Iraq Appeal - June 2019 Update
For many years, the Presbyterian Church in Kirkuk has ministered to women in the local prison. Led by Mayada (who has written the letter, below), the wife of Pastor Haitham Jazrawi, the church has found favor with prison officials. Mayada and her team bring Light and Hope to women who are usually permanently shunned by their families and society. If they have children, those little ones are incarcerated with their mothers as there are few other options. At a most fundamental level, this is the work Christ enjoined to his followers when he said, “I was in prison, and you visited me….”
Marilyn Borst, Associate Director for Partnership Development
Dear brothers and sisters in Christ,
I'm writing to you today to share some updates from our most recent visit to the Kirkuk Women's Jail. On Tuesday, May 28, I visited the jail along with two sisters in ministry, Susan and Balsam. My husband, Pastor Haitham, also joined us, but he stayed outside with the guards.
During this visit, we met 48 women, and 4 children (ranging from 1 to 3 years old). Most of these women were new and we hadn't met them before. And, similar to several previous visits, the majority of these women are accused of terrorism; most of them are widows of ISIS fighters. The majority of these women were Sunni Arabs (ISIS was exclusively Sunni), as well as a few Kurdish and Turkmani women.
One of the young women told us that she wishes to leave jail and return to her normal life as soon as possible. I took this as an opportunity to discuss the need for us to change our old ways and to look to God for strength. I said that as Muslims, they believe God is capable of everything, including reshaping their lives for the good. We stressed that both faith and willingness to grow and improve are required to see positive changes.
We spent some time taking down their prayer requests, as well as giving them little bits of encouragement and explaining the meaning of their names and the beauty each woman has in her name, which they very much enjoyed. We also read to them the encouraging signs we had pasted on their care packages such as "God Loves Me.” Several of them didn't know how to read, so we explained to them what each of the words meant, and they all said they were in desperate need of these encouraging tags.
While we were visiting, the guards brought us hot tea. However, since all the women in prison were Muslim and fasting for Ramadan, we politely declined the tea. In the Middle East, it's considered rude for a non-Muslim to eat or drink in front of a Muslim during Ramadan, lest they be tempted. I could tell that this small action put many of them at ease with us.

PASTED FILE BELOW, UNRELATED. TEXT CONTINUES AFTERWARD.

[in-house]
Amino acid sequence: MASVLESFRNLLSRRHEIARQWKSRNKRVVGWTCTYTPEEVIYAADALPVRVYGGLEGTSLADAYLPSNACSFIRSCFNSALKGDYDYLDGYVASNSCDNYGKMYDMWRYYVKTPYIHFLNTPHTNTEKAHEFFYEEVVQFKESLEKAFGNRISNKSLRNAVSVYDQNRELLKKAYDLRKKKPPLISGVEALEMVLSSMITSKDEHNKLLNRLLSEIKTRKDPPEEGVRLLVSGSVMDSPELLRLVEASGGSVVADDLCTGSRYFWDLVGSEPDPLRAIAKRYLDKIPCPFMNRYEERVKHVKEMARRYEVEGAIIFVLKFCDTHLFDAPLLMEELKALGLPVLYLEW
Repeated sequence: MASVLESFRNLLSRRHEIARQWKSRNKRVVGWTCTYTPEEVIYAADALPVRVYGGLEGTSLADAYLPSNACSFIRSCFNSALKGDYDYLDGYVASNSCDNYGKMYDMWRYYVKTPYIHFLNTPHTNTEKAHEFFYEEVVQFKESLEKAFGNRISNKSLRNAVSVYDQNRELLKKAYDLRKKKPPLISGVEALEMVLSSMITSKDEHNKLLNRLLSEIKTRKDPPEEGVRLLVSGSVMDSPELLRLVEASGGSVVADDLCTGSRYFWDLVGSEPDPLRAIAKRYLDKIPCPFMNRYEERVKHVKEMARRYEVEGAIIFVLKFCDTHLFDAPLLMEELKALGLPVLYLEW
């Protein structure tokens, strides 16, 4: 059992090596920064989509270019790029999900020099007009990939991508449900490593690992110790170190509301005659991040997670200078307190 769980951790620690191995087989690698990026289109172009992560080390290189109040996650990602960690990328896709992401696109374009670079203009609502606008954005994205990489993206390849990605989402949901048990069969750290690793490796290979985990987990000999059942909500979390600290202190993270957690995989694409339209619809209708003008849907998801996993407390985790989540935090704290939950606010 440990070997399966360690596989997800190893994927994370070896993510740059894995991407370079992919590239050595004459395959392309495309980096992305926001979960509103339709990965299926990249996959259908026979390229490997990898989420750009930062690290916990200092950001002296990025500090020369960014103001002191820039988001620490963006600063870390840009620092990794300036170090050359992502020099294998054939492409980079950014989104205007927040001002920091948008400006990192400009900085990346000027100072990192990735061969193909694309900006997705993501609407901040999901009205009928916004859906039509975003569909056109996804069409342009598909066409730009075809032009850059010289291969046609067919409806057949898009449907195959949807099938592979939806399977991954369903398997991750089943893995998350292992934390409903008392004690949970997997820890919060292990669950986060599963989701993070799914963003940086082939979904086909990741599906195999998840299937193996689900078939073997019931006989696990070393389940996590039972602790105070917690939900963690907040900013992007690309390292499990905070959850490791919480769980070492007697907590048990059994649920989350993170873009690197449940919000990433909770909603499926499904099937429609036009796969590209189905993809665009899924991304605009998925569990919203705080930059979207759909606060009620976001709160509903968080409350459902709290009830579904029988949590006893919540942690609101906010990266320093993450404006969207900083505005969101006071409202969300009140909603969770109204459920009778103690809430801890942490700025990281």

As we were chatting, one of the older women (not an ISIS bride) asked if Pastor Haitham was with us. I was surprised that she knew my husband by name, so I asked her how she knew him. She told me that she was a lawyer and she had worked with him as an adjunct professor in the late 80s at the local college where my husband served as Dean of Students before going into ministry. She named several people that I knew as well. After the visit was done, I asked the warden if he could bring her out to meet my husband and he graciously agreed. She was very happy to reminisce with us about the old days. We also asked the warden if he would allow us to take pictures with the children, and he allowed it as well.
After that, they asked if we could provide them with traditional Arabic dresses (known as "Gubah") so they would have something decent to wear while in court in front of a judge. We also bought the women a new television because there are now two large jail cells that house them (whereas previously there was only one cell); this way the women can have access to local channels for fun. We also purchased coloring books and coloring pencils for the children, per their request. We sent all of these things the day after our visit.
After the visit, we chatted with the warden and he informed us that both the women's and the men's jails in Kirkuk were over capacity. They are supposed to house no more than 350 inmates, but they are currently housing 800, more than twice the limit.
As always, I want to thank you for your continued support of this ministry, both through your prayers and financial support. May the Lord our God bless you now and evermore.
Please consider joining Outreach for a trip to Iraq in fall 2019, contact firstname.lastname@example.org for more information. Gifts marked for the Iraq Appeal, which supports the mission and ministry of the three Presbyterian churches in Iraq along with relief efforts for Iraqis displaced by war, may be sent to our office at the address below or you may make a gift online HERE.
Read more about the Iraq Appeal HERE.